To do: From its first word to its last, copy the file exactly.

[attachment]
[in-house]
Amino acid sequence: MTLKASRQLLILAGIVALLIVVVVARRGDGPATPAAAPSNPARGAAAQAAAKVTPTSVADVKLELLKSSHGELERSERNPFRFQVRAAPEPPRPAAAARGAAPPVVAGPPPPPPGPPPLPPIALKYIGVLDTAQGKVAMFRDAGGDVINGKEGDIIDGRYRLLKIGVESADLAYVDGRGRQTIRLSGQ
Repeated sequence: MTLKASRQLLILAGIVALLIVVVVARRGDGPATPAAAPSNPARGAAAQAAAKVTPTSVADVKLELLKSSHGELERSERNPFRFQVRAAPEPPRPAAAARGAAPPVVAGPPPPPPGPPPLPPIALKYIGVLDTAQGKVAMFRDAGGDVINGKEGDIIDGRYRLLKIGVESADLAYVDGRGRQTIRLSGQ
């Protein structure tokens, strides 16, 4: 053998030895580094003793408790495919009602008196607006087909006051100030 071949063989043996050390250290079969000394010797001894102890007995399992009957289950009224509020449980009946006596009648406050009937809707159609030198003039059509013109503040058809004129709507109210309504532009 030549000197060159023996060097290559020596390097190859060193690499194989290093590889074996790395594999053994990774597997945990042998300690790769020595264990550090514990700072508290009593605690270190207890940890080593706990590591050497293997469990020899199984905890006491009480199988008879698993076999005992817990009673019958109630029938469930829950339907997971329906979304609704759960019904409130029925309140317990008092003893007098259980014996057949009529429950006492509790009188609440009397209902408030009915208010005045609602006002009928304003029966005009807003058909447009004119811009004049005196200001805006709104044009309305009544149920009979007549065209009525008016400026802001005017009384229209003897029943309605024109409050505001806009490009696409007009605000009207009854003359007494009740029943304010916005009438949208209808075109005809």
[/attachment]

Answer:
[in-house]
Amino acid sequence: MTLKASRQLLILAGIVALLIVVVVARRGDGPATPAAAPSNPARGAAAQAAAKVTPTSVADVKLELLKSSHGELERSERNPFRFQVRAAPEPPRPAAAARGAAPPVVAGPPPPPPGPPPLPPIALKYIGVLDTAQGKVAMFRDAGGDVINGKEGDIIDGRYRLLKIGVESADLAYVDGRGRQTIRLSGQ
Repeated sequence: MTLKASRQLLILAGIVALLIVVVVARRGDGPATPAAAPSNPARGAAAQAAAKVTPTSVADVKLELLKSSHGELERSERNPFRFQVRAAPEPPRPAAAARGAAPPVVAGPPPPPPGPPPLPPIALKYIGVLDTAQGKVAMFRDAGGDVINGKEGDIIDGRYRLLKIGVESADLAYVDGRGRQTIRLSGQ
């Protein structure tokens, strides 16, 4: 053998030895580094003793408790495919009602008196607006087909006051100030 071949063989043996050390250290079969000394010797001894102890007995399992009957289950009224509020449980009946006596009648406050009937809707159609030198003039059509013109503040058809004129709507109210309504532009 030549000197060159023996060097290559020596390097190859060193690499194989290093590889074996790395594999053994990774597997945990042998300690790769020595264990550090514990700072508290009593605690270190207890940890080593706990590591050497293997469990020899199984905890006491009480199988008879698993076999005992817990009673019958109630029938469930829950339907997971329906979304609704759960019904409130029925309140317990008092003893007098259980014996057949009529429950006492509790009188609440009397209902408030009915208010005045609602006002009928304003029966005009807003058909447009004119811009004049005196200001805006709104044009309305009544149920009979007549065209009525008016400026802001005017009384229209003897029943309605024109409050505001806009490009696409007009605000009207009854003359007494009740029943304010916005009438949208209808075109005809």